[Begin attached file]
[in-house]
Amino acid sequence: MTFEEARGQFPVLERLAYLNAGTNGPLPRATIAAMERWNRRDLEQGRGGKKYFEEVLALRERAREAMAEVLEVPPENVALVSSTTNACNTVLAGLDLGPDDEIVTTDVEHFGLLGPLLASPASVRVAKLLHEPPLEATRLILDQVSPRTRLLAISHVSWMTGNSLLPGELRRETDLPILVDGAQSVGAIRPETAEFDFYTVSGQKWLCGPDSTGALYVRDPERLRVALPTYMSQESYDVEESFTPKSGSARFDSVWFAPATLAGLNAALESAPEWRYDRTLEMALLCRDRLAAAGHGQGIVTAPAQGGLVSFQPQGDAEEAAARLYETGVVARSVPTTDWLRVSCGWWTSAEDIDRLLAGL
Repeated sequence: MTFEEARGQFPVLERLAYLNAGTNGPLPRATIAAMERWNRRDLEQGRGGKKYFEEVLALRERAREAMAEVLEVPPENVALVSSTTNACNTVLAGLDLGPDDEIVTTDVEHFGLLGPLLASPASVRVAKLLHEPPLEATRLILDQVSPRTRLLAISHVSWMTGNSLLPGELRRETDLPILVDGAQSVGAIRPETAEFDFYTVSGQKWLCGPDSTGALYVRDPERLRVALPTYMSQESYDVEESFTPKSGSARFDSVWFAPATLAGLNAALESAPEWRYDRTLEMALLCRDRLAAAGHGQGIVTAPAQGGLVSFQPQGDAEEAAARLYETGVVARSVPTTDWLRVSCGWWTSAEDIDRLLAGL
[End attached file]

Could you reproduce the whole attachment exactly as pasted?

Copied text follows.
[in-house]
Amino acid sequence: MTFEEARGQFPVLERLAYLNAGTNGPLPRATIAAMERWNRRDLEQGRGGKKYFEEVLALRERAREAMAEVLEVPPENVALVSSTTNACNTVLAGLDLGPDDEIVTTDVEHFGLLGPLLASPASVRVAKLLHEPPLEATRLILDQVSPRTRLLAISHVSWMTGNSLLPGELRRETDLPILVDGAQSVGAIRPETAEFDFYTVSGQKWLCGPDSTGALYVRDPERLRVALPTYMSQESYDVEESFTPKSGSARFDSVWFAPATLAGLNAALESAPEWRYDRTLEMALLCRDRLAAAGHGQGIVTAPAQGGLVSFQPQGDAEEAAARLYETGVVARSVPTTDWLRVSCGWWTSAEDIDRLLAGL
Repeated sequence: MTFEEARGQFPVLERLAYLNAGTNGPLPRATIAAMERWNRRDLEQGRGGKKYFEEVLALRERAREAMAEVLEVPPENVALVSSTTNACNTVLAGLDLGPDDEIVTTDVEHFGLLGPLLASPASVRVAKLLHEPPLEATRLILDQVSPRTRLLAISHVSWMTGNSLLPGELRRETDLPILVDGAQSVGAIRPETAEFDFYTVSGQKWLCGPDSTGALYVRDPERLRVALPTYMSQESYDVEESFTPKSGSARFDSVWFAPATLAGLNAALESAPEWRYDRTLEMALLCRDRLAAAGHGQGIVTAPAQGGLVSFQPQGDAEEAAARLYETGVVARSVPTTDWLRVSCGWWTSAEDIDRLLAGL